Police blamed an immigrant from Bangladesh for the botched attempt to bomb the New York City subway Monday morning, in a blast that did little damage but renewed the Trump administration’s call for stricter controls on legal immigration.
Akayed Ullah, inspired by Islamic State propaganda, was the chief victim of his attack, authorities said, with the pipe bomb he strapped to himself misfiring and leaving him with burns on his stomach. Several commuters suffered headaches from the blast.
A Homeland Security Department spokesman said Mr. Ullah was admitted to the U.S. on a family visa in 2011, tied to a relative who won the diversity visa lottery. It’s the second time in six weeks that someone connected to the visa lottery has been accused of a terrorist attack in New York, and the White House said that is more reason Congress should join President Trump’s call to end the lottery and curtail extended family chain migration.
“America must fix its lax immigration system, which allows far too many dangerous, inadequately vetted people to access our country,” Mr. Trump said in a statement. “Today’s terror suspect entered our country through extended-family chain migration, which is incompatible with national security.”
Authorities said the attack on the country’s most iconic subway system could have been much worse.
They described the pipe bomb as a crude homemade device, and they were still trying to piece together whether it detonated early.
“He detonated the bomb, the explosive chemical in the bomb went off, it did not have the desired effect of causing the pipe itself to shatter, which would’ve caused the more significant damage,” said New York Gov. Andrew Cuomo.
The governor also said the suspect was working alone and appeared to have obtained his information from the internet. Mr. Cuomo said internet service providers and authorities need to find a way to work together to find threats through internet searches.
CNN reported that the attacker told authorities he was motivated by Israeli actions in Gaza. The attack was also the first terrorist strike since Mr. Trump announced last week that the U.S. Embassy would move to Jerusalem, over protests from the Muslim world.
Democrats, who have been opposing Mr. Trump’s calls for immigration limits, were largely silent on the implications of the botched attack, instead praising law enforcement for their response.
“Today was a startling reminder of why the ‘see something, say something’ campaign is so crucial to keeping our cities safe, and why we must always remain vigilant against the threat of terrorism,” said Senate Minority Leader Charles E. Schumer, New York Democrat, who said he was 15 blocks from the site of the attack.
Mr. Cuomo said the attacker was radicalized in the U.S.
But for the Trump administration, the attack was the latest evidence of potential terrorists using the world’s most generous immigration system to gain entry.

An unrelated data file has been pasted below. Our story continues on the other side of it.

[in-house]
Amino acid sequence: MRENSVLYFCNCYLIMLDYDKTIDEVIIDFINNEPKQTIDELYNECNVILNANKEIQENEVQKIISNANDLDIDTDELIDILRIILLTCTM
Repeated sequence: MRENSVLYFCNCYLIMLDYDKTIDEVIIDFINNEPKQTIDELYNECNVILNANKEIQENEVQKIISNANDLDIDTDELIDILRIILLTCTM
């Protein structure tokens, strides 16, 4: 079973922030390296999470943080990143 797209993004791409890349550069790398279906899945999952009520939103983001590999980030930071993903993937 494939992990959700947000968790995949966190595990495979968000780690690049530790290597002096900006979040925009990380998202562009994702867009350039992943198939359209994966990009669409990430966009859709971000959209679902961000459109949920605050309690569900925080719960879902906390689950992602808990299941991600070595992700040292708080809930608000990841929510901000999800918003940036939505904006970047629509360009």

“The president’s policy calls for an end to chain migration, which is what this individual came to the United States through,” said White House press secretary Sarah Huckabee Sanders. “And if his policy had been in place, then that attacker would not have been allowed to come in the country.”
She said Mr. Ullah was admitted on an F-4 visa, meaning he had family in the U.S. who were citizens.
Homeland Security Department spokesman Tyler Houlton said the citizen relative came to the U.S. under the visa lottery, which gives away 50,000 green cards, signaling legal immigration, by random chance every year.
Mr. Trump has called for ending the visa lottery and extended family immigration, as well as a broader set of reforms imposing stricter checks on business hiring, more deportation officers and his border wall. The president has called for those changes to be part of a year-end deal on legalizing illegal immigrant Dreamers.
Democrats have resisted, saying Dreamers’ fate shouldn’t be tied to any other issue. Many Democrats also have defended the current system, saying family-based migration should remain the focus and calling the diversity lottery a way to give would-be migrants from underrepresented countries a chance to enter the U.S.
Bangladesh has been disqualified from the lottery in recent years because the country had so many immigrants reaching the U.S. through other programs. But during the past two years its citizens were eligible, nearly 8,500 people from Bangladesh won the lottery.
Additionally, more than 10,000 people have come from Bangladesh based on family ties each year dating back to 2009. In 2016, the last year for which there are complete numbers, more than 18,000 people immigrated from Bangladesh based on family ties.
The man accused of the October rental truck attack in New York, which left eight people dead, was also a beneficiary of the visa lottery, coming from Uzbekistan in 2010.
“We have now seen two terrorist attacks in New York City in less than two months that were carried out by people who came here as the result of our failed immigration policies that do not serve the national interest,” Attorney General Jeff Sessions said Monday.
“The 20-year-old son of the sister of a U.S. citizen should not get priority to come to this country ahead of someone who is high-skilled, well-educated, has learned English, and is likely to assimilate and flourish here,” he said. “It is a failure of logic and sound policy not to adopt a merit-based immigration system.”
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